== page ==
Cover image for The international encyclopedia of science and technology
The international encyclopedia of science and technology
Luck, Steve.
Publication Information:
New York : Oxford University Press, 1999.

Physical Description:
471 pages : illustrations (some color), maps ; 31 cm
General Note:
"First published in Great Britain in 1998 by George Philip Limited"--T.p. verso.
Added Author:
Format :


Call Number
Material Type
Home Location
Item Holds
Q121 .I48 1998 Adult Non-Fiction Reference material
Q121 .I48 1998 Adult Non-Fiction Central Closed Stacks-Oversize

On Order



This lavishly illustrated encyclopedia makes an ideal home reference, accessible to high school and college students as well as adults with a general interest in science. It is the perfect companion for avid readers of newspaper science pages. Here is indeed a wealth of information. The encyclopedia boasts 6,500 alphabetically arranged entries, each written by an expert in the field, covering virtually every aspect of science and technology, from the structure of atoms to the functioning of the cell. Readers will find briefinformative biographies of scientists and inventors as well as clear explanations of terms from all areas of science--including astronomy, chemistry, biology, botany, engineering, physics, and medicine, to name a few. In addition, dozens of major topics--such as the Solar System, the Computer, orthe Human Body--receive expanded, one- or two-page spreads for more in-depth coverage. The volume also has 700 special-feature boxes that explain key topics, inventions, and processes, ranging from air conditioners and aerosol cans to bicycles and binary stars. There is a 40-page time-line detailingsignificant moments in the history of science and technology, plus a ten-page ready reference section that covers everything from SI units and the elements to constellations and Nobel Prize winners. And the entire volume boasts marvelous illustrations--over a thousand color diagrams, tables, andphotographs--that do not merely decorate the page, but offer important visual information about the topics under discussion, with thoughtful captions that complement the text. Beautifully designed, highly informative, and easy to use, The Encyclopedia of Science and Technology is an essential addition to all home libraries.

Reviews 2

Booklist Review

Aimed at the secondary-school or college student, this work is Oxford's version of a general science encyclopedia. It contains more than 6,500 entries covering all the disciplines of the sciences throughout history. In addition to scientific topics and theories, more than 850 biographies of important scientists are included. Because of such ambitious coverage, this work is really more of a scientific dictionary than encyclopedia. Entries are alphabetically arranged and are very short, rarely more than a couple of sentences. With such little space devoted to each entry, the encyclopedia provides only the most superficial coverage of any given topic. In addition to the alphabetical entries, there is a 60-page chronology of science. Students can use the chronology to study the development of various scientific disciplines throughout the ages. The real strength of this work is in its illustrations, which are clear and colorful and enhance the entries in the text. Other one-or two-volume general science encyclopedias, such as the McGraw-Hill Concise Encyclopedia of Science and Technology (4th ed., 1998) or Van Nostrand's Scientific Encyclopedia (8th ed., 1995), provide more complete coverage (but no biographies) and will continue to be the standard sources for this type of information. However, the low price and excellent illustrations in the Oxford volume make it a fine ready-reference companion for those other sources.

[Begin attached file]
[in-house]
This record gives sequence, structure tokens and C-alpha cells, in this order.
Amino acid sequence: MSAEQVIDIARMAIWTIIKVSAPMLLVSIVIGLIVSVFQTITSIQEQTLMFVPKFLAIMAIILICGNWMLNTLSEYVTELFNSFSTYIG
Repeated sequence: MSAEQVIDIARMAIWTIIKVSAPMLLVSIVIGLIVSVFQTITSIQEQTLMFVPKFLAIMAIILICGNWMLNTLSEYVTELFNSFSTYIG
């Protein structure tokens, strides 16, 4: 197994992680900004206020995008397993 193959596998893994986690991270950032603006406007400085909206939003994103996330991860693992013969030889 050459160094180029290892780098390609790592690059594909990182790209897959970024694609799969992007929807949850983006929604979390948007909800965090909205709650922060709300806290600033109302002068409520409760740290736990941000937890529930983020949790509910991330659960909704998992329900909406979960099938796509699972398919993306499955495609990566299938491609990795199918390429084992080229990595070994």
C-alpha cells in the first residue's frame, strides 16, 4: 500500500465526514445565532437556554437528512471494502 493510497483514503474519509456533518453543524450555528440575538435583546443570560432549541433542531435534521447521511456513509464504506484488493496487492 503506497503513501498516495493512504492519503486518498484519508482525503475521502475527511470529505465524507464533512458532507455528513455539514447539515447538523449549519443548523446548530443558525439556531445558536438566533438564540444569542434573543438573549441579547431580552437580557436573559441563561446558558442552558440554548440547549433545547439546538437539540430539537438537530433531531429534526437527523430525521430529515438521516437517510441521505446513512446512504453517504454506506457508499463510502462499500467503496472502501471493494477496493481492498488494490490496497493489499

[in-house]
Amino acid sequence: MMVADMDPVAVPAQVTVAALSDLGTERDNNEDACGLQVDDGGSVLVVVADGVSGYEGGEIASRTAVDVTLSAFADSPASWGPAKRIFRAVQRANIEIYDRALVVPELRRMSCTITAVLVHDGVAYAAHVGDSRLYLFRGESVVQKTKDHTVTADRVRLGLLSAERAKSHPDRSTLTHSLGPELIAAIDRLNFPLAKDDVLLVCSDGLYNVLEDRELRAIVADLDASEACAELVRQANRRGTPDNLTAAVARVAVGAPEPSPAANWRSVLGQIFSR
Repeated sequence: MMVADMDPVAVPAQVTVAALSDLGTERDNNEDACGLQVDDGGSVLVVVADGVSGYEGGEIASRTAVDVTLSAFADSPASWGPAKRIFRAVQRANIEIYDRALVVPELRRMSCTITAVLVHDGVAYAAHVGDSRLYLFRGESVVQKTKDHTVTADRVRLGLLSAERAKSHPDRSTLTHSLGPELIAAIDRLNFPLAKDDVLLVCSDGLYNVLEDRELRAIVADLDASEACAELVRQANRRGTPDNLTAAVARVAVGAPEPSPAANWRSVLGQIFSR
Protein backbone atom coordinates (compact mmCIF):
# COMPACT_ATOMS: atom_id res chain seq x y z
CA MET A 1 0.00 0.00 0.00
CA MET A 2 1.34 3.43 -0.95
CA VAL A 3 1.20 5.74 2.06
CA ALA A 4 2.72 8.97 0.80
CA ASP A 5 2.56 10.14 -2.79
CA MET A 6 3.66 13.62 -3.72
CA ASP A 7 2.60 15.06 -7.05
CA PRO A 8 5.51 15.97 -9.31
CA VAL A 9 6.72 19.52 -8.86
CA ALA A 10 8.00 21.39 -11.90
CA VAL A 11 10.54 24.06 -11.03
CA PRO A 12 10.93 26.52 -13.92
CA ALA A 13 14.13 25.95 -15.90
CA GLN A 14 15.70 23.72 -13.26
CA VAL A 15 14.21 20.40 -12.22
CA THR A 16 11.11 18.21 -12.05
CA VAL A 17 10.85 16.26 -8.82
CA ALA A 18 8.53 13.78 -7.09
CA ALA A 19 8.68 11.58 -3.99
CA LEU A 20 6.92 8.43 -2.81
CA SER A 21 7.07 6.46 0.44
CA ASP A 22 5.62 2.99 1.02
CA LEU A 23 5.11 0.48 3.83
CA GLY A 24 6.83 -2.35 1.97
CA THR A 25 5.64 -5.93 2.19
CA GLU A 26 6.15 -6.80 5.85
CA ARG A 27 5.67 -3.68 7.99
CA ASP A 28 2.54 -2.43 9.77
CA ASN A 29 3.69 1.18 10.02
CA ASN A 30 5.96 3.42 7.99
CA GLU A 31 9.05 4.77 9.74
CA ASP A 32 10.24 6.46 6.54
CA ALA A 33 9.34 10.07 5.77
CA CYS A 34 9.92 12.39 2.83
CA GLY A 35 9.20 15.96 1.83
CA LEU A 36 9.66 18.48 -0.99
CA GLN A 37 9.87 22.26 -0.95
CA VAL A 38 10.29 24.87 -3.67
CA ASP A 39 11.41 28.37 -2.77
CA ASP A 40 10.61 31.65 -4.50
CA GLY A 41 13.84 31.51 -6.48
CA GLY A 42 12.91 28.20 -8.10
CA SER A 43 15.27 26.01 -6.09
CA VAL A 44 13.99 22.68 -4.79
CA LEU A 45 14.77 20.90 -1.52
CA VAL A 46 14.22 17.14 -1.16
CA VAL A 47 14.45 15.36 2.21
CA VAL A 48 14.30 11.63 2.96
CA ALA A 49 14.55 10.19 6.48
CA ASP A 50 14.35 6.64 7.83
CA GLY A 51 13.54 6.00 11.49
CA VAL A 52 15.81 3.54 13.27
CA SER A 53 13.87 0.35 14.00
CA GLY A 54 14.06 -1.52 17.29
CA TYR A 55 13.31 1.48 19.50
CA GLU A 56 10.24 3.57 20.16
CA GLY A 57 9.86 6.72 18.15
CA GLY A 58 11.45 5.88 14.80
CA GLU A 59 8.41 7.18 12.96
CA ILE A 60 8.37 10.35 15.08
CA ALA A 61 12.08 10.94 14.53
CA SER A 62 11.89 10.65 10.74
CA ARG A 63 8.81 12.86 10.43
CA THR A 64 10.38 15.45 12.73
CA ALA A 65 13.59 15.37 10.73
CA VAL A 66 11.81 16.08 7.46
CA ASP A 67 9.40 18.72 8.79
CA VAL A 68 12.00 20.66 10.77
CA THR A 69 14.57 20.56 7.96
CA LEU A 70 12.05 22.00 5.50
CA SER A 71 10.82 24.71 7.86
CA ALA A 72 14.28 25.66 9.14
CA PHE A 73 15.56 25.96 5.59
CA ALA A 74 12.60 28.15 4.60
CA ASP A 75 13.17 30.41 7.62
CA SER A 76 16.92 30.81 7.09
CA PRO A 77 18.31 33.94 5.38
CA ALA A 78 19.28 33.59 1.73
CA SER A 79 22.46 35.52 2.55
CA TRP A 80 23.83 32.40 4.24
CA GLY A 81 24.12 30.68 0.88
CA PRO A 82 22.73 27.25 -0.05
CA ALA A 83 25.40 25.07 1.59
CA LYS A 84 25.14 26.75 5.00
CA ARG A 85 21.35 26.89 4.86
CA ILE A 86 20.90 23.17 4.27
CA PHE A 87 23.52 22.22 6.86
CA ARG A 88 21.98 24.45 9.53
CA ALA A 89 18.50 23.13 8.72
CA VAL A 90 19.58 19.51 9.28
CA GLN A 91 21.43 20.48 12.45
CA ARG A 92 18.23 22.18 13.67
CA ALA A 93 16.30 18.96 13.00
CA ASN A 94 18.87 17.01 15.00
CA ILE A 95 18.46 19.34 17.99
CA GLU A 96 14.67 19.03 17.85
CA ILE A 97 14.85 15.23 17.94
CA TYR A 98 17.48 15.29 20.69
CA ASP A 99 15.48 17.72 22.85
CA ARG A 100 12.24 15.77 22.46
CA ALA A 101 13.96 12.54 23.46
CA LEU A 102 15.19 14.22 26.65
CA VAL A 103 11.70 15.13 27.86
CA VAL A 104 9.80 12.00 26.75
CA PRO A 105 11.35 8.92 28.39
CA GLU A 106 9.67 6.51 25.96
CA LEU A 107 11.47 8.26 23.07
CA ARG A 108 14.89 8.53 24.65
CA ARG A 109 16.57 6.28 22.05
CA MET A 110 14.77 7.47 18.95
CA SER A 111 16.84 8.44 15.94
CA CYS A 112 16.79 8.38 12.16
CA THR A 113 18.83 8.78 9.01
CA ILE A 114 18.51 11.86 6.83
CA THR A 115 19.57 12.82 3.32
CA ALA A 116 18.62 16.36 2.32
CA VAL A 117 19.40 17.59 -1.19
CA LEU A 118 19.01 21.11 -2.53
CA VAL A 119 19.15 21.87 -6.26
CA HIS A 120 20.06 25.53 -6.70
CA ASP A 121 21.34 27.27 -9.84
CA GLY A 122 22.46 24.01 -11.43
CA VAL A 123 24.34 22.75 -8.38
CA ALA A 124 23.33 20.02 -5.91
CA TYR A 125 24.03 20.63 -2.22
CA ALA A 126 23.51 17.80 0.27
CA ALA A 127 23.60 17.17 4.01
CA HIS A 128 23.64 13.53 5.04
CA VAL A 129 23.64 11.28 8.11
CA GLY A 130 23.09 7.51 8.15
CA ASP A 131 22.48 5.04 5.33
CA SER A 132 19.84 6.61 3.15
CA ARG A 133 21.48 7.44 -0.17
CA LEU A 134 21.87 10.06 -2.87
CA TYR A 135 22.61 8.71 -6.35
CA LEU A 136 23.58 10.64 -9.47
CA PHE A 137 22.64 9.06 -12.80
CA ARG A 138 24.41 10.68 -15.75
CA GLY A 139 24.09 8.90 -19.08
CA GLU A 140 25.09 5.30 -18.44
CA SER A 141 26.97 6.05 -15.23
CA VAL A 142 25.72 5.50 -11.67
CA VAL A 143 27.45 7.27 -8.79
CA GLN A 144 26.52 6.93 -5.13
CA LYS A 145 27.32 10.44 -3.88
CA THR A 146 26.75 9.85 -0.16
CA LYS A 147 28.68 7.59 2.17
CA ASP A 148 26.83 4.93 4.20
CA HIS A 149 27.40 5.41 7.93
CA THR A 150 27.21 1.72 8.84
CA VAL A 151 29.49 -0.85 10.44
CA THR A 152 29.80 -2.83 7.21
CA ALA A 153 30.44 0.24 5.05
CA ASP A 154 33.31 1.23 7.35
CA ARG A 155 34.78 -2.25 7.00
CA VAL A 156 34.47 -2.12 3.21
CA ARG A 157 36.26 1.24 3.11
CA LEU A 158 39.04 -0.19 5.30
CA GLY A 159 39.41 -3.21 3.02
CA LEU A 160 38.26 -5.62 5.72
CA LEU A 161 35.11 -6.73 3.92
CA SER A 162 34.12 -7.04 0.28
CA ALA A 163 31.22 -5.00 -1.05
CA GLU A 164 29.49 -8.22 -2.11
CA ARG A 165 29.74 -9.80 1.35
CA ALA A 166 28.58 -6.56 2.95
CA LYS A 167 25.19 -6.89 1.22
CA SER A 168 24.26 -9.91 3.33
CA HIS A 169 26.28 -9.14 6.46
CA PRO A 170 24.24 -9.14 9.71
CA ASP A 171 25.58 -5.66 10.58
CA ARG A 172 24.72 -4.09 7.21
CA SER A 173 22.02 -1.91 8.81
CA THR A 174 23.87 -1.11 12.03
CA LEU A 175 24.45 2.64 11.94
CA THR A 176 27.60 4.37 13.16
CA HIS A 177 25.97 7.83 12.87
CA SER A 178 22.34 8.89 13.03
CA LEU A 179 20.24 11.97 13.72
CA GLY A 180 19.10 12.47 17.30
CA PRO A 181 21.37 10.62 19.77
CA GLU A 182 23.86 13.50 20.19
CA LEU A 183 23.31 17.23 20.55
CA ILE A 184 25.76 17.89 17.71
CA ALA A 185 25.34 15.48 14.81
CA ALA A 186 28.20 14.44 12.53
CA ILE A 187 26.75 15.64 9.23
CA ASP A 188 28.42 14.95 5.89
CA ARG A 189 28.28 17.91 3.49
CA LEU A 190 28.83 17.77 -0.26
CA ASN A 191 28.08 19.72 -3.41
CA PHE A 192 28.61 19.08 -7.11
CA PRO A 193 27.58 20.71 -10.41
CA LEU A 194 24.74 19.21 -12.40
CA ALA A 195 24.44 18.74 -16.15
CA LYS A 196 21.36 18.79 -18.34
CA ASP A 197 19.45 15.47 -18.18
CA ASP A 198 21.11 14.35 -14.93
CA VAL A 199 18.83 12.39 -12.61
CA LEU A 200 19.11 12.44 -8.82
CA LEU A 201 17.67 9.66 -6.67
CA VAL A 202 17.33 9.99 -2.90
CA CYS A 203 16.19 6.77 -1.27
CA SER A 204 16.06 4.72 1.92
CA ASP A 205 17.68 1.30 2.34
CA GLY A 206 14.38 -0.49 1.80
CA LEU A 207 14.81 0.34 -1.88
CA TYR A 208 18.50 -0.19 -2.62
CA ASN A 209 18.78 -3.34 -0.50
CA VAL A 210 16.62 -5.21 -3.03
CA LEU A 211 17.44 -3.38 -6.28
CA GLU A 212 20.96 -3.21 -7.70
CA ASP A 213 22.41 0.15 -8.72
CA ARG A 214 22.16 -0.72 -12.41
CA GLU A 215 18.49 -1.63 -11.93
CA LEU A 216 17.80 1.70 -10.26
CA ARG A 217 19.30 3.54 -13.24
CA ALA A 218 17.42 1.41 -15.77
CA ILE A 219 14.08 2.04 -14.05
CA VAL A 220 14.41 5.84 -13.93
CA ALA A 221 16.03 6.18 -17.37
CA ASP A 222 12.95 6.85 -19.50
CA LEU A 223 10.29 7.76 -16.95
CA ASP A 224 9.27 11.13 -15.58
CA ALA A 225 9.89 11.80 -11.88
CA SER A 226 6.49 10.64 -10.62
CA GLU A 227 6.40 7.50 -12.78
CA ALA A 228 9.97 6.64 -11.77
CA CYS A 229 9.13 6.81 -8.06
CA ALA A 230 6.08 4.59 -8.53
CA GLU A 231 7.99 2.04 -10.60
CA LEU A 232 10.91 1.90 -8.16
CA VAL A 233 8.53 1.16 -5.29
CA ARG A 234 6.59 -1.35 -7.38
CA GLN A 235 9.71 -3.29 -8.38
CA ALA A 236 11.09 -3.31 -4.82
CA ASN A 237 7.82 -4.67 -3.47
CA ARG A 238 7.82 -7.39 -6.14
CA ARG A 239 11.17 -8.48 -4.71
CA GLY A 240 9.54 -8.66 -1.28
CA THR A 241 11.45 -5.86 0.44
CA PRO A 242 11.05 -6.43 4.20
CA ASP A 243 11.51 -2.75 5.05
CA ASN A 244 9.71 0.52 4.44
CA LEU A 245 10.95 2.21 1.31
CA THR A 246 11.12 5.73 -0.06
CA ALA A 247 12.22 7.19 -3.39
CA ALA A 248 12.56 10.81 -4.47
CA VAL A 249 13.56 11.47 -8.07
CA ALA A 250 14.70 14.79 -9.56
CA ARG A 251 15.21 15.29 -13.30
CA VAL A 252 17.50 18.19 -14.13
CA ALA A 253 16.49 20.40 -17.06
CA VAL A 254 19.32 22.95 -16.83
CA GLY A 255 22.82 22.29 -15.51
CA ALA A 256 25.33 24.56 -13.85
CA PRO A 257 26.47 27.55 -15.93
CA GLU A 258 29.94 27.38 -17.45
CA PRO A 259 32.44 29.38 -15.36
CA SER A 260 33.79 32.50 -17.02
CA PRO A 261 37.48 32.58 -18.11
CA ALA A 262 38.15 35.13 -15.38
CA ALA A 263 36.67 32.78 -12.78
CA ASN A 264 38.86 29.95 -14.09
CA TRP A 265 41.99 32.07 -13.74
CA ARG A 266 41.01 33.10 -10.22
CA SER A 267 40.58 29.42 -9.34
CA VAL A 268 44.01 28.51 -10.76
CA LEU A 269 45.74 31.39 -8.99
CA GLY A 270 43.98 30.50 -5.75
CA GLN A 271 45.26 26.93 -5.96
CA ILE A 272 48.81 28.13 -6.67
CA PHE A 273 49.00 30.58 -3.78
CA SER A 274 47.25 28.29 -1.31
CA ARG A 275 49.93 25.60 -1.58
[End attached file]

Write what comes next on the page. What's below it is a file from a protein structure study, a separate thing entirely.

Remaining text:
Choice Review

Highly recommended for libraries serving general readers or undergraduates, this excellent encyclopedic dictionary contains 6,500 entries including biographical information for more than 850 scientists. Each entry averages four to six sentences; most include several cross-references. Two appendixes consist of a chronology of science and a ready reference section (conversion factors, Nobel Prize winners, etc.). The wonderful color illustrations and diagrams make this work stand apart from its rivals, Larousse Dictionary of Science and Technology, (CH, Jan'96), Chambers Science and Technology Dictionary, both ed. by P.B.M. Walker (CH, Mar'89), and McGraw-Hill Dictionary of Scientific and Technical Terms (5th ed., ed. by Sybil Parker, CH, Mar'94). All three have more entries than Luck, but the length of entries averages only one to two sentences. Only McGraw-Hill includes biographies (also with one- to two-sentence entries). The illustrations in Luck's book make it an excellent complement to the other three. A word of caution: the book jacket advertises the work as a "revised and updated edition," but the only differences between this and the previous edition (1999) appear to be a different ISBN and the addition of the 1999 Nobel Prize winners in the ready reference section. General and undergraduate readers. S. Jent; University of Louisville